New research suggests that dogs may be able to tell if someone is “bad.” It’s a recurring metaphor in many movies: animals have a “sixth sense” about humans. Whether it’s a body snatching sci-fi flick, a dog that can track a disguised demon, or knowing who the real murderer is. Akiko Takaoka of Kyoto University in Japan concluded from the results of his three-part experiment that dogs can really know if anyone can be trusted.
They chose a test method and had their dogs participate in a series of tests to see how they would react to those who lied to them. Scientists involved in the study believe that their study will help provide better insights into dog behavioral patterns. We also find that dogs prefer “safe” results, according to the John Blood Show at the University of Bristol.
The experiment was conducted as follows. The dog owner was instructed to point to a container of food. After that, the dog rushed to the container containing the food. Then they were presented with a container containing zero food. The dog owner pointed to an empty trash can, and the dog rushed to the trash can and was disappointed that there was no food in the trash can. The discrepancy between the gestures and the results caused visible stress and anxiety in the dog during the experiment. In fact, all 34 dogs in the experiment ignored hand gestures in the third run after being fooled by an empty bowl during the experiment. The dog refused to trust the person who lied to them, knowing that they were inconsistent or had a history of lies.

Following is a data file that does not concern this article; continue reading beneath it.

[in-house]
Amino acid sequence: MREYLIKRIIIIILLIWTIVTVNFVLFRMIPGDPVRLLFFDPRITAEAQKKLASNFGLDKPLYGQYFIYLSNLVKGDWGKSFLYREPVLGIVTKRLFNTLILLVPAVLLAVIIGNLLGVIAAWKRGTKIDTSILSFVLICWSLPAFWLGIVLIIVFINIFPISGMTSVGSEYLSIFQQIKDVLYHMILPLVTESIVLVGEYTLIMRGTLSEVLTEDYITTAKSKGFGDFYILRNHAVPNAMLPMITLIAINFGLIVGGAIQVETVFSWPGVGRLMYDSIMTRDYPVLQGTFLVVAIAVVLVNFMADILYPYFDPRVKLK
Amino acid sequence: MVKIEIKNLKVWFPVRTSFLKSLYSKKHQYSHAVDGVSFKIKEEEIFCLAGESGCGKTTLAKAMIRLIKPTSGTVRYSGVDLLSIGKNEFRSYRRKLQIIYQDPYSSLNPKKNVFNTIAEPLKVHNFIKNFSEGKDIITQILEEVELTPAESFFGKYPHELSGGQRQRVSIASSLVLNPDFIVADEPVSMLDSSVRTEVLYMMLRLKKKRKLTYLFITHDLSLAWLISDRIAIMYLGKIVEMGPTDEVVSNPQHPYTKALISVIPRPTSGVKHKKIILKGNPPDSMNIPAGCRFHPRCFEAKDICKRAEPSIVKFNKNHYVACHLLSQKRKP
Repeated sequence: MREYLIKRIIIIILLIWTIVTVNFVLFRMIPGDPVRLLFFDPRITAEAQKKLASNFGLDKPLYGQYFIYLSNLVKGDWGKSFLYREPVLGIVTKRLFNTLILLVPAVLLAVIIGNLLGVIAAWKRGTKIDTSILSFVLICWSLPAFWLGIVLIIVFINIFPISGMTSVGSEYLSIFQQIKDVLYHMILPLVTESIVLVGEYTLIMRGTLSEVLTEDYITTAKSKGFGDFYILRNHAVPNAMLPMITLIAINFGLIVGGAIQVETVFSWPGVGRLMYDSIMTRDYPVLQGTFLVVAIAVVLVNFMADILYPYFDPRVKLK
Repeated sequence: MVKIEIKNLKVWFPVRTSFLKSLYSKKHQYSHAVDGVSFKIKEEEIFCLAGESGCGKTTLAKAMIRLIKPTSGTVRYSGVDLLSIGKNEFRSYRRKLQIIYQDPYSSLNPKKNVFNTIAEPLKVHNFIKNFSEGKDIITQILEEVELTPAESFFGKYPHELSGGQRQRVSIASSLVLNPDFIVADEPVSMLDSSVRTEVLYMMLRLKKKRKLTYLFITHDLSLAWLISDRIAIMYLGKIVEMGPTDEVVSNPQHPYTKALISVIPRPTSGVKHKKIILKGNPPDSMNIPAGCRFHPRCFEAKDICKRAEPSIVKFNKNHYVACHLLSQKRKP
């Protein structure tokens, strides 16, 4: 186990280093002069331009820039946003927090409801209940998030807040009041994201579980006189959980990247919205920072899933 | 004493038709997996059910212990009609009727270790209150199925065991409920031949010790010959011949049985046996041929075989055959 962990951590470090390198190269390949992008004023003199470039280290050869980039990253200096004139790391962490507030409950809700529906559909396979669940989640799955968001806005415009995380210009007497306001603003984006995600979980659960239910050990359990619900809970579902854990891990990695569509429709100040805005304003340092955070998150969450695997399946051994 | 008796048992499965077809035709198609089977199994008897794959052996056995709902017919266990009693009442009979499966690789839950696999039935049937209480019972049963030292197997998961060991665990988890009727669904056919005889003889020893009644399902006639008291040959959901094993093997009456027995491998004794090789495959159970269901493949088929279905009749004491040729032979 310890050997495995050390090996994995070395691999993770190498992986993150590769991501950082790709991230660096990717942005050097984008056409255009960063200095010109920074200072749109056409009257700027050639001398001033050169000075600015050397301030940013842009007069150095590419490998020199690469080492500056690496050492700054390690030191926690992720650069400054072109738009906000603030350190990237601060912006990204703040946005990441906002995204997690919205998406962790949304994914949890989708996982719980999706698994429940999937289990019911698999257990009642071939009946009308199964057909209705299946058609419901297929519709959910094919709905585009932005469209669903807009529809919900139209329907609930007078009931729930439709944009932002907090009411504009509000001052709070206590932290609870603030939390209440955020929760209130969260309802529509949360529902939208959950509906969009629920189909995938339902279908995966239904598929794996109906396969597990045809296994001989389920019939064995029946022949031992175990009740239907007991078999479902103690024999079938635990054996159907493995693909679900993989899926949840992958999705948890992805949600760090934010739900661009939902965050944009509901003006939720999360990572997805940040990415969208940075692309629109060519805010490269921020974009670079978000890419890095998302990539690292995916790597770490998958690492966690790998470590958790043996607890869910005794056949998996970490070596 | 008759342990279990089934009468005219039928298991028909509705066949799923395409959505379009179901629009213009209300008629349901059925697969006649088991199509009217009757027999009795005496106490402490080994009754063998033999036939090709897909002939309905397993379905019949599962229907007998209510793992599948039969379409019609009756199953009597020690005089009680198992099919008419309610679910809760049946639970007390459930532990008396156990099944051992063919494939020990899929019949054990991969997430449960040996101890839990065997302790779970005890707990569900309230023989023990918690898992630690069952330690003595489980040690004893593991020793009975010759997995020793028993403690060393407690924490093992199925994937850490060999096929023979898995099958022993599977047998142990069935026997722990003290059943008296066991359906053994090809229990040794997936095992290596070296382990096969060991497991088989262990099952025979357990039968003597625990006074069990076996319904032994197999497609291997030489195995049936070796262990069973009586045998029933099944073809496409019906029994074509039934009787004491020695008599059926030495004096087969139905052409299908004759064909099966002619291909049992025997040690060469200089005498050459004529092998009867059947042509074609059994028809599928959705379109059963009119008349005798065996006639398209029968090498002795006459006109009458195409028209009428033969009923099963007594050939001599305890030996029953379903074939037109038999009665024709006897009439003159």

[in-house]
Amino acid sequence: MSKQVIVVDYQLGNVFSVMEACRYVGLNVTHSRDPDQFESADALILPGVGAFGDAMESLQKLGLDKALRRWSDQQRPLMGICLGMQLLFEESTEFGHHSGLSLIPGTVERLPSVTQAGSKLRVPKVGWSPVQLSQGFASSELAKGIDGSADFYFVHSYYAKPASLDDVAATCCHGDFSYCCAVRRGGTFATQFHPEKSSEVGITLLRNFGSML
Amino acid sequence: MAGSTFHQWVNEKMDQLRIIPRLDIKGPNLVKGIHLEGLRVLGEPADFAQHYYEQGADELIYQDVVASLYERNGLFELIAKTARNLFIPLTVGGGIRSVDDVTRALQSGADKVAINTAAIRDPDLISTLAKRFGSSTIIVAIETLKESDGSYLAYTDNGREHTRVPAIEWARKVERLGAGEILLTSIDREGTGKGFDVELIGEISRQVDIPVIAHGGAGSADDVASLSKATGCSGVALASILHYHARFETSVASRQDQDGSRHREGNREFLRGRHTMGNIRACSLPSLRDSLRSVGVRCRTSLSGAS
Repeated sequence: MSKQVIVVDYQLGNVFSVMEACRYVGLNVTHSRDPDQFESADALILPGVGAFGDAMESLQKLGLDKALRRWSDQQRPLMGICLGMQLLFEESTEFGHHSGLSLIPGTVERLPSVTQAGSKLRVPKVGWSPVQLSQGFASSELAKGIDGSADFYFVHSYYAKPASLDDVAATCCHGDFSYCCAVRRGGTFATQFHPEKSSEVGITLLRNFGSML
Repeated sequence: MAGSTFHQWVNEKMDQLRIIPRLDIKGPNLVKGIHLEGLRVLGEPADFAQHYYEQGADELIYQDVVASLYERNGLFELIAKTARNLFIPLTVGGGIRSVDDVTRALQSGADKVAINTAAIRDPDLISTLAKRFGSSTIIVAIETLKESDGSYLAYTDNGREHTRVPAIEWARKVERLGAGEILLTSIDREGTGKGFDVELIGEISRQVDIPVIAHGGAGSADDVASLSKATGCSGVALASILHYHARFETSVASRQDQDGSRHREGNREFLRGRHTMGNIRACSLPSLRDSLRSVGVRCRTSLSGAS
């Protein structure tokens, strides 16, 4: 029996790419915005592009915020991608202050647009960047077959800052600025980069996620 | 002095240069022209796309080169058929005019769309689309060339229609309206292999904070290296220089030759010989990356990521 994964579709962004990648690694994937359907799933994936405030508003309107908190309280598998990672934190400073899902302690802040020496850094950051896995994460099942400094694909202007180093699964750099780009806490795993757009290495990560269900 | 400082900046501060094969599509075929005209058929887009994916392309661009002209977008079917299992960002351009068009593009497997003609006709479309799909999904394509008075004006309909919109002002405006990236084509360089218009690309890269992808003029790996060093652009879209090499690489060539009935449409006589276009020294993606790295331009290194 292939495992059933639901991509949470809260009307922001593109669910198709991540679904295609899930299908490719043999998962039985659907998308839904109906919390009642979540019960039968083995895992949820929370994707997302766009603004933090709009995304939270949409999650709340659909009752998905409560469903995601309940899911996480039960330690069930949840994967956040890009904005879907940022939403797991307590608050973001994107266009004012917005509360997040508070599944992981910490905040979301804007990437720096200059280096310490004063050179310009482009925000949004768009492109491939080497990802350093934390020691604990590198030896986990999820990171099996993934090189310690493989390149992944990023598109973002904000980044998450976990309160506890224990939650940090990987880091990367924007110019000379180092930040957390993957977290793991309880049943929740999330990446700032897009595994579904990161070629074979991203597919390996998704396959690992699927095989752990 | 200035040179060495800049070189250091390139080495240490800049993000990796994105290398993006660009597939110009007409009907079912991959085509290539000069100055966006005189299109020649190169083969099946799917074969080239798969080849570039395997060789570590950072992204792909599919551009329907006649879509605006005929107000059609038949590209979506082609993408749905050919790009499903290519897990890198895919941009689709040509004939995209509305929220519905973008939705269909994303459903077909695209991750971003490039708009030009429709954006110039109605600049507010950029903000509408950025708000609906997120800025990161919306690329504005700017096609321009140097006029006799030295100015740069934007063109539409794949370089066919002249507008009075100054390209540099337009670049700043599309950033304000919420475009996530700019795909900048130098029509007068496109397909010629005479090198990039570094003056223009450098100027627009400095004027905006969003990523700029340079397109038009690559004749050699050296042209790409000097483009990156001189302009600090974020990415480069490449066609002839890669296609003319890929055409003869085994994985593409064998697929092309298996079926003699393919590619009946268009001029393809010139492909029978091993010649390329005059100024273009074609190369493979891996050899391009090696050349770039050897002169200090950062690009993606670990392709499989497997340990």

So, based on previous experience, the dog knew if anyone was a liar. Akiko will perform an experiment similar to the wolf, the direct ancestor of her tame furry friend. He wants to determine if this is a learned behavior of dogs around humans or a natural feature of dogs. Another interesting finding in the study shows that the way people treat dog owners reflects how animals interact with them. For example, if someone is mean or offensive to the dog’s owner, the dog will not accept treats from the mean.
In this study, dog owners turned to people for help. Those who helped the owner tried to feed the dog’s treat, and the puppeteer was happy to eat it. But those who were rude to their owners were turned down-dog affection couldn’t be bought with a cheap dog treat.
Another study showed dogs the ability to understand different social rules. Using the same “help test”, dogs have decided to avoid and ignore rude people when their owners ask for help and support. Basically, dogs aren’t willing to ride with people who aren’t willing to ride with their best friends. So if you’re with a group of friends and your dog doesn’t like one of them for some reason, they may have shown some unreliable traits at some point.